Farm hook up
Today, more than half of Honeyside's produce ends up on Gecko's plates.
This is Honeyside Farms, a seven- to acre hunk of land set aside for farm hook up in a piece of land mostly dedicated to growing sod. It's a dry, windy day out east of I, and dust is swirling. Bailey's short-term goal is to work out similar deals with other area restaurants, but the farm also sells its goods at two farmers' markets: She meets with kitchen managers to talk about what they want six months before the food is ready. Still, there's been a lot of trial and error.
Improving Life On Your Land Since 1945.
The stuff is gorgeous. The strawberries aren't quite there yet -- Honeyside will open for its second U-Pick season in mid-February -- and squash, watermelon and zucchini have just wrapped up for the year. A fourth-generation Sarasotan, Bailey grew up right here on the farm. Set on my kitchen counter, the taut, shiny eggplant looks ready for a glossy magazine photo shoot.
Bailey's sister, Shauna Bispham, farms hook up that side of the business. Such detailed planning negates some of the uncertainty involved in the growing season, and helps ensure that Bailey has somewhere to send her food during the "very small window" when it is at its freshest.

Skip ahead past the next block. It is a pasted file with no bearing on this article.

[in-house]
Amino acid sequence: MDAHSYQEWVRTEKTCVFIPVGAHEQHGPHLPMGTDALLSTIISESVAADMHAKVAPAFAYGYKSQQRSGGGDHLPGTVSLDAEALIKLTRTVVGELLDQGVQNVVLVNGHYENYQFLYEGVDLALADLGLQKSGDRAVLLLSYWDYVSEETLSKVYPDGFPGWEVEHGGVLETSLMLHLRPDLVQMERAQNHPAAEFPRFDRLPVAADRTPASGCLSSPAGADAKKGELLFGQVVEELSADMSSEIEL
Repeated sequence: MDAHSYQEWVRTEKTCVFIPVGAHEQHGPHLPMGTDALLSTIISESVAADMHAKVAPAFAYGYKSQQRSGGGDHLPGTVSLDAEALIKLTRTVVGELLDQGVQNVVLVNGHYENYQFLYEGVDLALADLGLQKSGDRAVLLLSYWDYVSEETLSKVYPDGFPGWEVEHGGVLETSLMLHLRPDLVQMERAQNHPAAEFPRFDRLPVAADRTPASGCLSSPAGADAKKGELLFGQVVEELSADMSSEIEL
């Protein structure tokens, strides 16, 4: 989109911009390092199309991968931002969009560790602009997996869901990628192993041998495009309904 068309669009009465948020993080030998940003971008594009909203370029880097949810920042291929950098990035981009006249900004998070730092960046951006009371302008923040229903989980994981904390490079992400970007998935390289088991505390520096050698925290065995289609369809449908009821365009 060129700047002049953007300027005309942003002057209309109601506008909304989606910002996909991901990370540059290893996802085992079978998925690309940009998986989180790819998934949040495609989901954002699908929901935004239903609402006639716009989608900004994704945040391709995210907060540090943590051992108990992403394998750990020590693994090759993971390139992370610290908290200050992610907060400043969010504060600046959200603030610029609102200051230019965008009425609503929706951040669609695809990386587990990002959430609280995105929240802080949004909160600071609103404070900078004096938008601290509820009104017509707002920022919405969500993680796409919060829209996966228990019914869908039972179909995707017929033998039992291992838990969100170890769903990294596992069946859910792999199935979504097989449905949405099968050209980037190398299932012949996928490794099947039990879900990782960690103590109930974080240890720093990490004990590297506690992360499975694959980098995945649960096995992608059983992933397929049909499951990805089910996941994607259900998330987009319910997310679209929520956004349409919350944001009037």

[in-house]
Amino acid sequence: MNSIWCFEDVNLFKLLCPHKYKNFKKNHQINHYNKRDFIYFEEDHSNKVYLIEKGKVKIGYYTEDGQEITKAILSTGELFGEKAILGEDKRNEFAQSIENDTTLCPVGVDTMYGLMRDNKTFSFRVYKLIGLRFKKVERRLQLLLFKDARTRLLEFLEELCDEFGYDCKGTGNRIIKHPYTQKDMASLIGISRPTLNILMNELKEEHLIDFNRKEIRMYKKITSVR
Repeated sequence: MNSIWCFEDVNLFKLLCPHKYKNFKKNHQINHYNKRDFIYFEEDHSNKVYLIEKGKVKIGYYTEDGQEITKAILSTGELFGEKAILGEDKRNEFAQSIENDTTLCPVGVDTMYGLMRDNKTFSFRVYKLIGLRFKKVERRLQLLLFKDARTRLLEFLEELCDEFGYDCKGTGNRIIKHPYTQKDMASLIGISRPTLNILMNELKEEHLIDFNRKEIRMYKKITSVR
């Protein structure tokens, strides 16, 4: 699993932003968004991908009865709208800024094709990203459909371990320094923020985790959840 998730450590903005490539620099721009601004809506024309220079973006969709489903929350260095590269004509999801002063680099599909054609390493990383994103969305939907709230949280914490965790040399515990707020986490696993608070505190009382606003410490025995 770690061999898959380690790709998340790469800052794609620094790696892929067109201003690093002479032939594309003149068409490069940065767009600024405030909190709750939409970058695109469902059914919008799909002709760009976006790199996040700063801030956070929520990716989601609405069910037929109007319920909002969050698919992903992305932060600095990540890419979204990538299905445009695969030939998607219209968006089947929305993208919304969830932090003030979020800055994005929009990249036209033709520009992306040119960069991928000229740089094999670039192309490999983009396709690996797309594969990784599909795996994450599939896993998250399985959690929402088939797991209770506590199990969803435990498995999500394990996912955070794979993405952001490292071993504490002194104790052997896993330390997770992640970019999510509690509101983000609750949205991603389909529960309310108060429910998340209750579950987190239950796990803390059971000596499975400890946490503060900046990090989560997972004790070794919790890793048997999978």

Hook Up a Hat
Farm, Gecko's hook up. This is the 15th entry in Eat Near, a regular column dedicated to all the lovely food that folks on the Suncoast grow, raise, kill or craft. As we walk the Honeyside field, Bailey snaps off a wide range of vegetables: Honeyside Farms is at Ibis St.
Bailey shows me onion sprouts, Swiss chard, Romaine and leaf lettuces, Brussels sprouts, cabbage. When the sod business declined due to the construction slump that followed the real estate crash, Bailey decided to try her hand at farming, putting to use her University of Florida horticulture degree, as well as her many years on the land under our feet. Bailey calls her practices "sustainable," but not organic.
Digital access or digital and print delivery. Bailey says Gecko's management wanted to get in on the local food movement and reached out to Honeyside through her father.
But after four years, things seem to be going well. Honeyside has inked a deal with Gecko's to provide the Sarasota mini-chain with fresh fruits and vegetables.